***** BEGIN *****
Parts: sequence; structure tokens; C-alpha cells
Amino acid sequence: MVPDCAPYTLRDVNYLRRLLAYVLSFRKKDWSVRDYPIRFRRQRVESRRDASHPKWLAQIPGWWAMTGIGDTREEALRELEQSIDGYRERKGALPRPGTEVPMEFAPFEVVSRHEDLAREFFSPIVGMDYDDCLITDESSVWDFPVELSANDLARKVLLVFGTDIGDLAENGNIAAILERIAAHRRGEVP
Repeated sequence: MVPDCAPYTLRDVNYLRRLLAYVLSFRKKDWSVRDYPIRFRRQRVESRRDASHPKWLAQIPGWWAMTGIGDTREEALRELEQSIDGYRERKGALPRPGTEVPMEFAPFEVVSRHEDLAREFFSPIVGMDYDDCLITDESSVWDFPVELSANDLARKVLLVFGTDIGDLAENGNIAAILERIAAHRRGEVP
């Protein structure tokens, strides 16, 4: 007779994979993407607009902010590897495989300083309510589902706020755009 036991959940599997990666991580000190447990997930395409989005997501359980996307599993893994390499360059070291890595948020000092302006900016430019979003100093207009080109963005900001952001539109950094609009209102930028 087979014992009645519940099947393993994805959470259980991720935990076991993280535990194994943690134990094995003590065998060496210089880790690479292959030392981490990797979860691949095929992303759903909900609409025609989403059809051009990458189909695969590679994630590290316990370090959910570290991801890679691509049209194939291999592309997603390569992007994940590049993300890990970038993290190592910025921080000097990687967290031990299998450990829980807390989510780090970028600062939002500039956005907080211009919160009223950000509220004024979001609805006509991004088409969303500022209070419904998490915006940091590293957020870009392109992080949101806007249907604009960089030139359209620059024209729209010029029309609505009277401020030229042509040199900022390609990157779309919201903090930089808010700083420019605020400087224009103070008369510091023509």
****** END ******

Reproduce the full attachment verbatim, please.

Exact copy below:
Parts: sequence; structure tokens; C-alpha cells
Amino acid sequence: MVPDCAPYTLRDVNYLRRLLAYVLSFRKKDWSVRDYPIRFRRQRVESRRDASHPKWLAQIPGWWAMTGIGDTREEALRELEQSIDGYRERKGALPRPGTEVPMEFAPFEVVSRHEDLAREFFSPIVGMDYDDCLITDESSVWDFPVELSANDLARKVLLVFGTDIGDLAENGNIAAILERIAAHRRGEVP
Repeated sequence: MVPDCAPYTLRDVNYLRRLLAYVLSFRKKDWSVRDYPIRFRRQRVESRRDASHPKWLAQIPGWWAMTGIGDTREEALRELEQSIDGYRERKGALPRPGTEVPMEFAPFEVVSRHEDLAREFFSPIVGMDYDDCLITDESSVWDFPVELSANDLARKVLLVFGTDIGDLAENGNIAAILERIAAHRRGEVP
């Protein structure tokens, strides 16, 4: 007779994979993407607009902010590897495989300083309510589902706020755009 036991959940599997990666991580000190447990997930395409989005997501359980996307599993893994390499360059070291890595948020000092302006900016430019979003100093207009080109963005900001952001539109950094609009209102930028 087979014992009645519940099947393993994805959470259980991720935990076991993280535990194994943690134990094995003590065998060496210089880790690479292959030392981490990797979860691949095929992303759903909900609409025609989403059809051009990458189909695969590679994630590290316990370090959910570290991801890679691509049209194939291999592309997603390569992007994940590049993300890990970038993290190592910025921080000097990687967290031990299998450990829980807390989510780090970028600062939002500039956005907080211009919160009223950000509220004024979001609805006509991004088409969303500022209070419904998490915006940091590293957020870009392109992080949101806007249907604009960089030139359209620059024209729209010029029309609505009277401020030229042509040199900022390609990157779309919201903090930089808010700083420019605020400087224009103070008369510091023509």